Harris Zambarloukos, BSC is a talented DP. He consistently pushes and tries new stuff, which should be applauded. Not always to my taste, as in Sleuth. This one (which I haven't seen), looks like he's gone for lots of colours (often avoided by todays DP's) and very strong backlight.
Looks interesting and quite hightened reality, which could be interesting. Lubezki doesn't use backlight much, but when he does he sure burns them up - and this has somewhat of the same look as that.


I saw Sleuth and thought it was brilliant. The use of coloured lighting was really inspiring.
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#9 Dan Goulder

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Posted 21 July 2008 - 12:19 PM

I havent seen this yet , Adam i know your dislike of backlight !! But if you were shooting this film in the summer on a Greek Island would you not use the best back light [the sun] or shoot it with the sun over your and camera left shoulder and end up with a nice flat boring image ,just like Kodak always advised ? Edit . This was shot Panavision anamorphic but looks like its been crapped on by the dreaded 2K DI.

Many people, especially with light-colored eye pigmentation, find the "boring Kodak image" to be far easier on the eyes than staring into a bright, glaring back-lit image, regardless of whether they're outdoors or in a movie theater.
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#10 John Holland

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Posted 21 July 2008 - 12:27 PM

If that is the case ? then over the last 40/50 years there choice of movie watching must have been very limited . I am wasnt talking about glaring images exteriors do need a help that that means shooting against the sun [if there is any] and filling anyway you like .
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#11 John Holland

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Posted 21 July 2008 - 01:06 PM

No i dont think [ age ] has anything to do with the use of backlit exteriors its pretty unusual to see a an exterior that isnt backlit to some degree. Makes a lot easier to produce nice pictures .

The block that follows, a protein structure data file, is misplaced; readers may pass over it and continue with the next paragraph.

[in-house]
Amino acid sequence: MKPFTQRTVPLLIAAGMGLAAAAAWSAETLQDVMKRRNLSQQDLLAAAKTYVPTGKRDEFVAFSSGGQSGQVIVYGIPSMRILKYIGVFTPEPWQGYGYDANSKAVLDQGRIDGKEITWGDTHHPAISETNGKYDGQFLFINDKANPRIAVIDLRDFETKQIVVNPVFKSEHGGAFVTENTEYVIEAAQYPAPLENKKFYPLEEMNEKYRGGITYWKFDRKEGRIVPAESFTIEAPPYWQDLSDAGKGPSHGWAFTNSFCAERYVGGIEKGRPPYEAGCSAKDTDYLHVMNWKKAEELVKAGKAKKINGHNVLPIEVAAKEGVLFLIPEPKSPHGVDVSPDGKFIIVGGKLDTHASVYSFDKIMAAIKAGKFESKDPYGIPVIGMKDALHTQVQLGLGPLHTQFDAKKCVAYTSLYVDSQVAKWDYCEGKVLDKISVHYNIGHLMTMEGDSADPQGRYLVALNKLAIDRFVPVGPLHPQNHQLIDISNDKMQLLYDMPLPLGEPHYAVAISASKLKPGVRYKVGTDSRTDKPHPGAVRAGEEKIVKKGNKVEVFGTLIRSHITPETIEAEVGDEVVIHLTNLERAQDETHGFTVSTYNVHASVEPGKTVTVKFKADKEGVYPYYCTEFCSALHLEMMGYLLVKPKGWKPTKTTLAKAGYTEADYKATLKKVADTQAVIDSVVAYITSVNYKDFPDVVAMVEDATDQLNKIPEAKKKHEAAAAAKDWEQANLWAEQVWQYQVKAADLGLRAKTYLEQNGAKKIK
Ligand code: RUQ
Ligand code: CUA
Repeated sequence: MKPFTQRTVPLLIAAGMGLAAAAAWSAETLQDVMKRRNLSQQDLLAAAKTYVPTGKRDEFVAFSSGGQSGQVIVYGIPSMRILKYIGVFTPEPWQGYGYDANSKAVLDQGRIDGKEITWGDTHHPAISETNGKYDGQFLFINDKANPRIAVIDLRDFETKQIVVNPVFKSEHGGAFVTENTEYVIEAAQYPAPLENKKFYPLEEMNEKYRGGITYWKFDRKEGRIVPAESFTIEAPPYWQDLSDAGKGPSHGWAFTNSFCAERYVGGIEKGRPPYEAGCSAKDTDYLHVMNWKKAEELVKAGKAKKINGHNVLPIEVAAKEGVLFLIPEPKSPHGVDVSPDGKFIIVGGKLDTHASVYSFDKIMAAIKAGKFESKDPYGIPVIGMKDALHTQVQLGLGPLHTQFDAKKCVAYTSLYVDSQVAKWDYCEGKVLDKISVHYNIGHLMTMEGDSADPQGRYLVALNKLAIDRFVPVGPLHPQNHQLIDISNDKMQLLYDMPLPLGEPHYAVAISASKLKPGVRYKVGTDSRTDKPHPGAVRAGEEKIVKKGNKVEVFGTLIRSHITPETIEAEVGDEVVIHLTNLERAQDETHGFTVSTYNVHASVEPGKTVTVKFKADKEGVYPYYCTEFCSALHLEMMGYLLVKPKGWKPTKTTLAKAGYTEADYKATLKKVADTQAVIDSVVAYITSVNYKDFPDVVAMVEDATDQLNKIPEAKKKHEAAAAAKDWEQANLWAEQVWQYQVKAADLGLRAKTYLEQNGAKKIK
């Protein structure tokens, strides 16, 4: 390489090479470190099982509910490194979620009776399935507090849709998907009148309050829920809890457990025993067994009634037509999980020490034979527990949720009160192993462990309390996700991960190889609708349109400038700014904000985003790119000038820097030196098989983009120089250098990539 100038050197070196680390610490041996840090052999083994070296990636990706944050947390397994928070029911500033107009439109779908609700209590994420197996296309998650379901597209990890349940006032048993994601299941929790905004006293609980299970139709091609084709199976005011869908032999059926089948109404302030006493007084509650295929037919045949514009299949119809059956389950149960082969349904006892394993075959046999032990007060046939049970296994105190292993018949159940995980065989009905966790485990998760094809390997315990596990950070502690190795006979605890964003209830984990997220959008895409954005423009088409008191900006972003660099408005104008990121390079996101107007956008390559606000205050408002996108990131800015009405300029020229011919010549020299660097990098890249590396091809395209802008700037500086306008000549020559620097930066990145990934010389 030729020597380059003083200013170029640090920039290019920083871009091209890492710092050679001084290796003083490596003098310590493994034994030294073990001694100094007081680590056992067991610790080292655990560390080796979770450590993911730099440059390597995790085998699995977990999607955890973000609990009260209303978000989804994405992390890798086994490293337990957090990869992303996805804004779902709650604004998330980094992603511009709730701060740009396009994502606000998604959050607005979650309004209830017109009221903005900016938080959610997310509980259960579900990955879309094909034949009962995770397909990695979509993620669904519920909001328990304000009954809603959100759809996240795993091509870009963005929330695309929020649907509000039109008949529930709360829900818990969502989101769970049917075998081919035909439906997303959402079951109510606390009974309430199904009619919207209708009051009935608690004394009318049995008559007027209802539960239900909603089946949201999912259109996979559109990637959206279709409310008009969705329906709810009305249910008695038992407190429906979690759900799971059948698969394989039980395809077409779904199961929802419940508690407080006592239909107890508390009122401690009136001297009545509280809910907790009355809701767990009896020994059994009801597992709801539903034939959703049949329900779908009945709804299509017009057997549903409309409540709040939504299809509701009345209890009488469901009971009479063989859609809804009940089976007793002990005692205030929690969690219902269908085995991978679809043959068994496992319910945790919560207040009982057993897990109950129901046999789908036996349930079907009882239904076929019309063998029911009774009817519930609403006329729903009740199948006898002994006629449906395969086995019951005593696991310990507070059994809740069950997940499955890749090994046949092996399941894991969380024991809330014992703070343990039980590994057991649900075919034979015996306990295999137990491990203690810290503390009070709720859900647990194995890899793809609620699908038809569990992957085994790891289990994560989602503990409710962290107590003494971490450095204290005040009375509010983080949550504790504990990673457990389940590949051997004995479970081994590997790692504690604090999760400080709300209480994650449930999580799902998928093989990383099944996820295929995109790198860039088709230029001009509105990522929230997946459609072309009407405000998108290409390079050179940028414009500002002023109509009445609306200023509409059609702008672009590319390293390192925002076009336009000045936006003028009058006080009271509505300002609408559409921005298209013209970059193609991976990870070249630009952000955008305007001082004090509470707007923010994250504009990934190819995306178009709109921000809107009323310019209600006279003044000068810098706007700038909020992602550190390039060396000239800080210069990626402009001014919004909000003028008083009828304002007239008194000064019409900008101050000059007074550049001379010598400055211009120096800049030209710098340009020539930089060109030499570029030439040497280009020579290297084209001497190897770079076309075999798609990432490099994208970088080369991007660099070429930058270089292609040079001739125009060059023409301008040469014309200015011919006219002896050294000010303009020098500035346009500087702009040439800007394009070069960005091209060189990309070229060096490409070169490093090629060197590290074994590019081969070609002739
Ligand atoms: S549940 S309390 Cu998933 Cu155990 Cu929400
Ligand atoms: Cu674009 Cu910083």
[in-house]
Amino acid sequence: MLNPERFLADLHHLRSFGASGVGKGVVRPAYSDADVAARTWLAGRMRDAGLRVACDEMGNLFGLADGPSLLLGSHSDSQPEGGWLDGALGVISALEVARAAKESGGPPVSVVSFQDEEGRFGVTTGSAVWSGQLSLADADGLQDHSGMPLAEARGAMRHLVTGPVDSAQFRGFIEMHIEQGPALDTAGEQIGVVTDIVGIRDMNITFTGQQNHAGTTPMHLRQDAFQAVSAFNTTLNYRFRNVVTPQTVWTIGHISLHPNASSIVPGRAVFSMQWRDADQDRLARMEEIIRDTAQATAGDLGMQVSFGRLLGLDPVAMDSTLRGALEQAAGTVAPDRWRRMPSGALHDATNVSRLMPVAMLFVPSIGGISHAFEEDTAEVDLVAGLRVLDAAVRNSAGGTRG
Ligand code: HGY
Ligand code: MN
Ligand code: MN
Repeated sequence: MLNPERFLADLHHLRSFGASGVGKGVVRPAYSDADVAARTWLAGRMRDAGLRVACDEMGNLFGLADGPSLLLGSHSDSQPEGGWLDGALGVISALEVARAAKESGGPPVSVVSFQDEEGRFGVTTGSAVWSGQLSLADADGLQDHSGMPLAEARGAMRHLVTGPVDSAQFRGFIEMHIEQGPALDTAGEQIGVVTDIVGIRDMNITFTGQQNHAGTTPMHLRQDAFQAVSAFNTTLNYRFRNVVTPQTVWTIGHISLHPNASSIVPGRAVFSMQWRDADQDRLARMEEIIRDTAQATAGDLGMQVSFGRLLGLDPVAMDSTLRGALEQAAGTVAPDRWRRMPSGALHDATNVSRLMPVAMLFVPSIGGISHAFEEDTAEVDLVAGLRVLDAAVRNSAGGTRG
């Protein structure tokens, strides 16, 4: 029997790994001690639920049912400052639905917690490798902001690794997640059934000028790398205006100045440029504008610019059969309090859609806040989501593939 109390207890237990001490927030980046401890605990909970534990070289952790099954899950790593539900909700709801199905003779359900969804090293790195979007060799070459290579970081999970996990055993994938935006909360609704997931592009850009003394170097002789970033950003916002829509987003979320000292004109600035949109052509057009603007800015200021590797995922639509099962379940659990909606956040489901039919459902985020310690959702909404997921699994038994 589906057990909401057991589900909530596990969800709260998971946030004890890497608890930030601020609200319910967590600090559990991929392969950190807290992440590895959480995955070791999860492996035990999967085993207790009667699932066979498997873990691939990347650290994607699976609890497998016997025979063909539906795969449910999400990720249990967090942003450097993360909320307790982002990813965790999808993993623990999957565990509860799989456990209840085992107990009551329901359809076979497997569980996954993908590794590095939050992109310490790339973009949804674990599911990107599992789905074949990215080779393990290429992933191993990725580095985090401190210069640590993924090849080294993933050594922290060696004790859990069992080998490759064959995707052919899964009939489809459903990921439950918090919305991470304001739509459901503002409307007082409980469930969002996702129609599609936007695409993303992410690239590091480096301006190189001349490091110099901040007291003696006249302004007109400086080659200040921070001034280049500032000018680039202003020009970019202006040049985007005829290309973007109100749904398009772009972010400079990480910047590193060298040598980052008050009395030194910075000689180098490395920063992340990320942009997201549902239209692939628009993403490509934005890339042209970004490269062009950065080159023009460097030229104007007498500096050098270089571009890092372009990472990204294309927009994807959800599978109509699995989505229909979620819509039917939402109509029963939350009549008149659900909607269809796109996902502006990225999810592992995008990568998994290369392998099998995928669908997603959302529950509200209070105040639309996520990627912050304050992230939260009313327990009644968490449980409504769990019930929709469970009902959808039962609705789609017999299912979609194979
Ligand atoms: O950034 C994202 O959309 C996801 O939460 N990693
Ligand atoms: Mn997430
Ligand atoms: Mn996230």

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#12 Leo Anthony Vale

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Posted 21 July 2008 - 02:49 PM

Many people, especially with light-colored eye pigmentation, find the "boring Kodak image" to be far easier on the eyes than staring into a bright, glaring back-lit image, regardless of whether they're outdoors or in a movie theater.


I can't stare into " a bright, glaring back-lit image" in actual sunlight without NDs and squinting,
but in a movie theatre or on a TV screen?
Come on, the light intensitity of a screen is nowhere near that of actual sunlight full of deadly UV radiation.
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#13 David Mullen ASC

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Posted 21 July 2008 - 03:02 PM

If you had a cast of middle aged women and were shooting in the Greek sun, you'd stage in backlight too...

I suspect that the softness of the image (from what I've seen in clips) is probably a way of handling the older cast members, whether it was done in camera or in the D.I.
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#14 Adam Frisch FSF

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Posted 21 July 2008 - 03:56 PM

Excuse me, but you all need to re-read my post. Nowhere did I say I was against his use of backlight. In fact, I agreed with it. All I did was compare it to Lubezki.
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#15 Max Jacoby

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Posted 21 July 2008 - 04:06 PM

I couldn't imagine being bored out of my mind watching Russian Social realism on a Friday night.

Ah any films in particular that you have in mind there, because I don't think I've ever seen a Russian Social Realism film in my life.
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#16 Michael Lehnert